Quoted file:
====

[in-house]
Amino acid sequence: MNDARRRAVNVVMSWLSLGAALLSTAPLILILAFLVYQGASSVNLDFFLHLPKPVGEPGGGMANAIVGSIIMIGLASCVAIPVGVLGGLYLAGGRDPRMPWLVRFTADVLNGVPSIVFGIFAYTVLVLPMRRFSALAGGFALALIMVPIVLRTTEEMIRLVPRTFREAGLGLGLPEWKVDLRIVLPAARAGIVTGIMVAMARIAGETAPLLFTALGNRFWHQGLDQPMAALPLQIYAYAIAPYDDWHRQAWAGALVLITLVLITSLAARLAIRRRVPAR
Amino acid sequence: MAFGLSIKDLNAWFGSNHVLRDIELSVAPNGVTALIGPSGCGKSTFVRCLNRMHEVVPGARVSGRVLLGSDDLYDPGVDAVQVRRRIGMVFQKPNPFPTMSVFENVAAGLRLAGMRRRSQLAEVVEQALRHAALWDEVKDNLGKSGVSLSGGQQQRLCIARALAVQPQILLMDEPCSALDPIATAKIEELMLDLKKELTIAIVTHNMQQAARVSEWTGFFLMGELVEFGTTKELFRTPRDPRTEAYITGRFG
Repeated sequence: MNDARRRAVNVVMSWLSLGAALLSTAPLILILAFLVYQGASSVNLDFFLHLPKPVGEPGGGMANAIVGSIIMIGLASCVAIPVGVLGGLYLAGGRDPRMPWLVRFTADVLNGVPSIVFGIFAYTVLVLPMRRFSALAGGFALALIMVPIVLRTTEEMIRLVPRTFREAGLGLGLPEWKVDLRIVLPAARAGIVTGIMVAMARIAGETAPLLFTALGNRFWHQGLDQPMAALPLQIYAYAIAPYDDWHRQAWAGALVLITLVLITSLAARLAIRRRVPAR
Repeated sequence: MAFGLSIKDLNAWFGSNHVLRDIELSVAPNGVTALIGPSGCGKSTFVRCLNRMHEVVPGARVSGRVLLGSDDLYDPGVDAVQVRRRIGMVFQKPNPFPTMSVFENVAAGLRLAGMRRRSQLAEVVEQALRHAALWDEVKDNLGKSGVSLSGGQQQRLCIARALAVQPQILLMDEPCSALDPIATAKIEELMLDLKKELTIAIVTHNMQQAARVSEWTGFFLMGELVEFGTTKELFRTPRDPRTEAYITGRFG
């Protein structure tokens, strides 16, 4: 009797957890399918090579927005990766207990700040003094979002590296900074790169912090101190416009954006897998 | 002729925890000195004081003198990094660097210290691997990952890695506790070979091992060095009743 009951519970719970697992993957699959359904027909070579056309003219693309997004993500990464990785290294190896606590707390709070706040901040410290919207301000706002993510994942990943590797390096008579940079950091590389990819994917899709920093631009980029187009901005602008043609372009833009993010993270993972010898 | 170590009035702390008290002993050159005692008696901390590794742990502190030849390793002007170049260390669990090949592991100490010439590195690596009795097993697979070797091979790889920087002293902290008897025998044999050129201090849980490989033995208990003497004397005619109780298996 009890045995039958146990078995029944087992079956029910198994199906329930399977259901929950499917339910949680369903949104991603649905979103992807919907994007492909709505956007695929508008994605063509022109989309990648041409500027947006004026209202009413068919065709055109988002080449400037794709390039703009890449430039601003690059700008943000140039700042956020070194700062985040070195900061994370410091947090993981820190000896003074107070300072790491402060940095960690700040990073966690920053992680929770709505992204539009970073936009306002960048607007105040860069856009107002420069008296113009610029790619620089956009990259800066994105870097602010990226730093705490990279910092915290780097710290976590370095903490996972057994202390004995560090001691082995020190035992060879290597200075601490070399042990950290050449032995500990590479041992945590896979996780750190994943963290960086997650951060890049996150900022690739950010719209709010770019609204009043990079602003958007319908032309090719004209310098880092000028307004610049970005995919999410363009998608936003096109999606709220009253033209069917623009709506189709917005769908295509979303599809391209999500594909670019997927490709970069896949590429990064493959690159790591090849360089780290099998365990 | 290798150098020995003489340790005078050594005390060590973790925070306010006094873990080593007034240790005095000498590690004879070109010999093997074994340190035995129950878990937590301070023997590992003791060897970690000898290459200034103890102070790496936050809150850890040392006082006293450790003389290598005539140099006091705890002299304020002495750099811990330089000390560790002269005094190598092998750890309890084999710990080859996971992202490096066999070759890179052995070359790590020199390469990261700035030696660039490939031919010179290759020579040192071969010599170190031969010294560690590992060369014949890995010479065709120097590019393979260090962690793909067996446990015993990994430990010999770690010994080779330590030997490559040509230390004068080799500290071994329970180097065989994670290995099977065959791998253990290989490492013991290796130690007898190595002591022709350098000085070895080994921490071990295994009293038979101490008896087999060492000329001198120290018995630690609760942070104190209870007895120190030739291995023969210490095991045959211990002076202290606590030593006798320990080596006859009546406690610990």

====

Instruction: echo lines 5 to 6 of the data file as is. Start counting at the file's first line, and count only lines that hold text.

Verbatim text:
Repeated sequence: MAFGLSIKDLNAWFGSNHVLRDIELSVAPNGVTALIGPSGCGKSTFVRCLNRMHEVVPGARVSGRVLLGSDDLYDPGVDAVQVRRRIGMVFQKPNPFPTMSVFENVAAGLRLAGMRRRSQLAEVVEQALRHAALWDEVKDNLGKSGVSLSGGQQQRLCIARALAVQPQILLMDEPCSALDPIATAKIEELMLDLKKELTIAIVTHNMQQAARVSEWTGFFLMGELVEFGTTKELFRTPRDPRTEAYITGRFG
């Protein structure tokens, strides 16, 4: 009797957890399918090579927005990766207990700040003094979002590296900074790169912090101190416009954006897998 | 002729925890000195004081003198990094660097210290691997990952890695506790070979091992060095009743 009951519970719970697992993957699959359904027909070579056309003219693309997004993500990464990785290294190896606590707390709070706040901040410290919207301000706002993510994942990943590797390096008579940079950091590389990819994917899709920093631009980029187009901005602008043609372009833009993010993270993972010898 | 170590009035702390008290002993050159005692008696901390590794742990502190030849390793002007170049260390669990090949592991100490010439590195690596009795097993697979070797091979790889920087002293902290008897025998044999050129201090849980490989033995208990003497004397005619109780298996 009890045995039958146990078995029944087992079956029910198994199906329930399977259901929950499917339910949680369903949104991603649905979103992807919907994007492909709505956007695929508008994605063509022109989309990648041409500027947006004026209202009413068919065709055109988002080449400037794709390039703009890449430039601003690059700008943000140039700042956020070194700062985040070195900061994370410091947090993981820190000896003074107070300072790491402060940095960690700040990073966690920053992680929770709505992204539009970073936009306002960048607007105040860069856009107002420069008296113009610029790619620089956009990259800066994105870097602010990226730093705490990279910092915290780097710290976590370095903490996972057994202390004995560090001691082995020190035992060879290597200075601490070399042990950290050449032995500990590479041992945590896979996780750190994943963290960086997650951060890049996150900022690739950010719209709010770019609204009043990079602003958007319908032309090719004209310098880092000028307004610049970005995919999410363009998608936003096109999606709220009253033209069917623009709506189709917005769908295509979303599809391209999500594909670019997927490709970069896949590429990064493959690159790591090849360089780290099998365990 | 290798150098020995003489340790005078050594005390060590973790925070306010006094873990080593007034240790005095000498590690004879070109010999093997074994340190035995129950878990937590301070023997590992003791060897970690000898290459200034103890102070790496936050809150850890040392006082006293450790003389290598005539140099006091705890002299304020002495750099811990330089000390560790002269005094190598092998750890309890084999710990080859996971992202490096066999070759890179052995070359790590020199390469990261700035030696660039490939031919010179290759020579040192071969010599170190031969010294560690590992060369014949890995010479065709120097590019393979260090962690793909067996446990015993990994430990010999770690010994080779330590030997490559040509230390004068080799500290071994329970180097065989994670290995099977065959791998253990290989490492013991290796130690007898190595002591022709350098000085070895080994921490071990295994009293038979101490008896087999060492000329001198120290018995630690609760942070104190209870007895120190030739291995023969210490095991045959211990002076202290606590030593006798320990080596006859009546406690610990």